Sara (USA/Colombia/Egypt), studying for her BBA in Hospitality Management, gives us her thoughts: “Almost everyone has a different background at Glion; I transferred from the Swiss campus to the London campus for one semester so I’ve experienced this in both countries.
Living on campus gives you the chance to meet with other students, make friends and exchange cultures. It is amazing to be exposed to so many different cultures and traditions; it opens your eyes to different customs. This experience prepares you for a global industry because it enables you to become more aware, sensitive and respectful towards others.”
Unlike any other opportunity of its kind, intercultural exchange with other students in the classroom, in halls of residence or on the sports field can take you below the surface of a friend’s national heritage. Possibly even more so than a holiday to their home country could! This journey of cultural discovery helps to improve your soft skills before you attempt to navigate the ‘real world’ of international business.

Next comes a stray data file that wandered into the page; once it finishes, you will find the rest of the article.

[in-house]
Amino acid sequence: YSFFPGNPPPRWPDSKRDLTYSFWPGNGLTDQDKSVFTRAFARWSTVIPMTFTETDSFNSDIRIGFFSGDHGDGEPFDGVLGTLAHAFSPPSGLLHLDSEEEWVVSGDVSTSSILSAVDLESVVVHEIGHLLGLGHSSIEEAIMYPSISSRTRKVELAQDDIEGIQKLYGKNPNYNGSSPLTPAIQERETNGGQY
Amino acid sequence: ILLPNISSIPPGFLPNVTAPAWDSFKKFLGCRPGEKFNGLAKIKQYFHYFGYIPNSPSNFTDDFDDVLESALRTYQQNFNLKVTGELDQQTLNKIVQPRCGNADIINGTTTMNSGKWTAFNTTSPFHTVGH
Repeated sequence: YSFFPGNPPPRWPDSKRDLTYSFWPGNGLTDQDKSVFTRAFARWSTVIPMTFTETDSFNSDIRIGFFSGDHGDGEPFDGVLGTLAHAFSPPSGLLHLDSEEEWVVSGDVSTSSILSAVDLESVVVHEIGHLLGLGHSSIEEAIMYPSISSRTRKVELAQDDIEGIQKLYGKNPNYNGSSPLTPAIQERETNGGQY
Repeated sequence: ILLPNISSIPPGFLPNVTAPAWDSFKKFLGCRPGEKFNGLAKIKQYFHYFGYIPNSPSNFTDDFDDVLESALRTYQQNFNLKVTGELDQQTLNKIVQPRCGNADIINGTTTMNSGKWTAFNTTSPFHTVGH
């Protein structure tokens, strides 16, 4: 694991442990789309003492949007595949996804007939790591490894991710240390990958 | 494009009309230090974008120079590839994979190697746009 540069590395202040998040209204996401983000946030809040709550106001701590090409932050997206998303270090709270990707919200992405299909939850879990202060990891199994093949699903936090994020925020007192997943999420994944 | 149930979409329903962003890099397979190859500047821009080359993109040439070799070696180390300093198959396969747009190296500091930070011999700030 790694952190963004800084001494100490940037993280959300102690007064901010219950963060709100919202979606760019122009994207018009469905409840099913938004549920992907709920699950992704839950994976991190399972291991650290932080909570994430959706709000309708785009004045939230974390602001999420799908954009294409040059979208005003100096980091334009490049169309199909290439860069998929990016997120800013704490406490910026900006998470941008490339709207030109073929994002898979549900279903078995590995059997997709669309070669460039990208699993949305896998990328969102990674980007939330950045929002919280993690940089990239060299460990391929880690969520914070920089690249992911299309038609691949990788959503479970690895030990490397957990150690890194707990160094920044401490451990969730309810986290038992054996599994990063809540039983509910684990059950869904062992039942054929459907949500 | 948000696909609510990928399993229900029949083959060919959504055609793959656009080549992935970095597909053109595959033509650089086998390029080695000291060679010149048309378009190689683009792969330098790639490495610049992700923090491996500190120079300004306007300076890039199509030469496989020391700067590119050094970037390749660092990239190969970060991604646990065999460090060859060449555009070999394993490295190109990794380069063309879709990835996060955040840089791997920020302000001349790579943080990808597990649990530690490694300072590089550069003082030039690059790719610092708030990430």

Aghasaf from Azerbaijan, a BBA student at Glion Switzerland who transferred to the Glion London campus for one semester, recalls his experience:
”Since my first day in Glion I have made hundreds of friends from different cultural backgrounds and I have enjoyed broadening my knowledge about other cultures. This university was built on diversity and opportunities. Hospitality is the most diverse and international industry and is about working with and for people from different parts of the world.
The Glion Multicampus program takes this value to a new level by offering you a chance to study and have international experience at the same time.”
In seeking out this interesting educational experience, students take the opportunity to explore and define their own values as the scope of their understanding of our world broadens. On a daily basis, they get to collaborate with their multicultural ‘colleagues’ on group projects, accelerating their awareness and lifting the ‘national barriers’ on their future potential!